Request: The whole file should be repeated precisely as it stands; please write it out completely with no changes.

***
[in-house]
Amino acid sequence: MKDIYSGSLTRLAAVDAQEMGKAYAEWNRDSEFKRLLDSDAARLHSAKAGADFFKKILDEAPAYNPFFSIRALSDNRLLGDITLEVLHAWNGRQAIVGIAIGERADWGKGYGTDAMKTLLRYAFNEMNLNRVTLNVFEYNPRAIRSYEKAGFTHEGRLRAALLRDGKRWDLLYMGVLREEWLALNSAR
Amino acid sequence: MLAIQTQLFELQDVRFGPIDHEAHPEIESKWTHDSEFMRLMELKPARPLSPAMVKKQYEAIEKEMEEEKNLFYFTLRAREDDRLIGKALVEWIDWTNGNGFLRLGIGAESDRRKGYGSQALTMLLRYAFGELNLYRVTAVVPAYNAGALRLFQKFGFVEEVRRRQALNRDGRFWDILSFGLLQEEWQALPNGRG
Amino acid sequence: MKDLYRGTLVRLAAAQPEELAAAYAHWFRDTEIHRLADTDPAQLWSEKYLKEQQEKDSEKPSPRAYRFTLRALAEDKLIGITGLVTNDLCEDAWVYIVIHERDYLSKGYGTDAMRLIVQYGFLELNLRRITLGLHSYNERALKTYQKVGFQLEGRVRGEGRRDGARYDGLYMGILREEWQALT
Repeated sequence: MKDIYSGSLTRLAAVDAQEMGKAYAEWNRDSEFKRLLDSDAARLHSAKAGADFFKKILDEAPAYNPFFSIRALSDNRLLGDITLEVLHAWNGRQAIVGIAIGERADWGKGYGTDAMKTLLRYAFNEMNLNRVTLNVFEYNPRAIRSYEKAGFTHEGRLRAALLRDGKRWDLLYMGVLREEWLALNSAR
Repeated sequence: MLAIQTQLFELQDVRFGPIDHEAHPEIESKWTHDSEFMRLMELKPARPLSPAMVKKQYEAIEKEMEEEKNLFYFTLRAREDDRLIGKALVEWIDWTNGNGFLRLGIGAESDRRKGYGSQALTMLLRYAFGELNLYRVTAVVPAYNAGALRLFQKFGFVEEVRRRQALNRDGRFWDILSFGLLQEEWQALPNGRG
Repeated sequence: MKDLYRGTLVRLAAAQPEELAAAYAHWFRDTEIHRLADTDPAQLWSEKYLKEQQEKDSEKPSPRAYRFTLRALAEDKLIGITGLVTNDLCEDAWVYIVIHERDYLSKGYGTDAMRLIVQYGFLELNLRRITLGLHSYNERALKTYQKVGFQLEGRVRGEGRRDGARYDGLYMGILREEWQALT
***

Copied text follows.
[in-house]
Amino acid sequence: MKDIYSGSLTRLAAVDAQEMGKAYAEWNRDSEFKRLLDSDAARLHSAKAGADFFKKILDEAPAYNPFFSIRALSDNRLLGDITLEVLHAWNGRQAIVGIAIGERADWGKGYGTDAMKTLLRYAFNEMNLNRVTLNVFEYNPRAIRSYEKAGFTHEGRLRAALLRDGKRWDLLYMGVLREEWLALNSAR
Amino acid sequence: MLAIQTQLFELQDVRFGPIDHEAHPEIESKWTHDSEFMRLMELKPARPLSPAMVKKQYEAIEKEMEEEKNLFYFTLRAREDDRLIGKALVEWIDWTNGNGFLRLGIGAESDRRKGYGSQALTMLLRYAFGELNLYRVTAVVPAYNAGALRLFQKFGFVEEVRRRQALNRDGRFWDILSFGLLQEEWQALPNGRG
Amino acid sequence: MKDLYRGTLVRLAAAQPEELAAAYAHWFRDTEIHRLADTDPAQLWSEKYLKEQQEKDSEKPSPRAYRFTLRALAEDKLIGITGLVTNDLCEDAWVYIVIHERDYLSKGYGTDAMRLIVQYGFLELNLRRITLGLHSYNERALKTYQKVGFQLEGRVRGEGRRDGARYDGLYMGILREEWQALT
Repeated sequence: MKDIYSGSLTRLAAVDAQEMGKAYAEWNRDSEFKRLLDSDAARLHSAKAGADFFKKILDEAPAYNPFFSIRALSDNRLLGDITLEVLHAWNGRQAIVGIAIGERADWGKGYGTDAMKTLLRYAFNEMNLNRVTLNVFEYNPRAIRSYEKAGFTHEGRLRAALLRDGKRWDLLYMGVLREEWLALNSAR
Repeated sequence: MLAIQTQLFELQDVRFGPIDHEAHPEIESKWTHDSEFMRLMELKPARPLSPAMVKKQYEAIEKEMEEEKNLFYFTLRAREDDRLIGKALVEWIDWTNGNGFLRLGIGAESDRRKGYGSQALTMLLRYAFGELNLYRVTAVVPAYNAGALRLFQKFGFVEEVRRRQALNRDGRFWDILSFGLLQEEWQALPNGRG
Repeated sequence: MKDLYRGTLVRLAAAQPEELAAAYAHWFRDTEIHRLADTDPAQLWSEKYLKEQQEKDSEKPSPRAYRFTLRALAEDKLIGITGLVTNDLCEDAWVYIVIHERDYLSKGYGTDAMRLIVQYGFLELNLRRITLGLHSYNERALKTYQKVGFQLEGRVRGEGRRDGARYDGLYMGILREEWQALT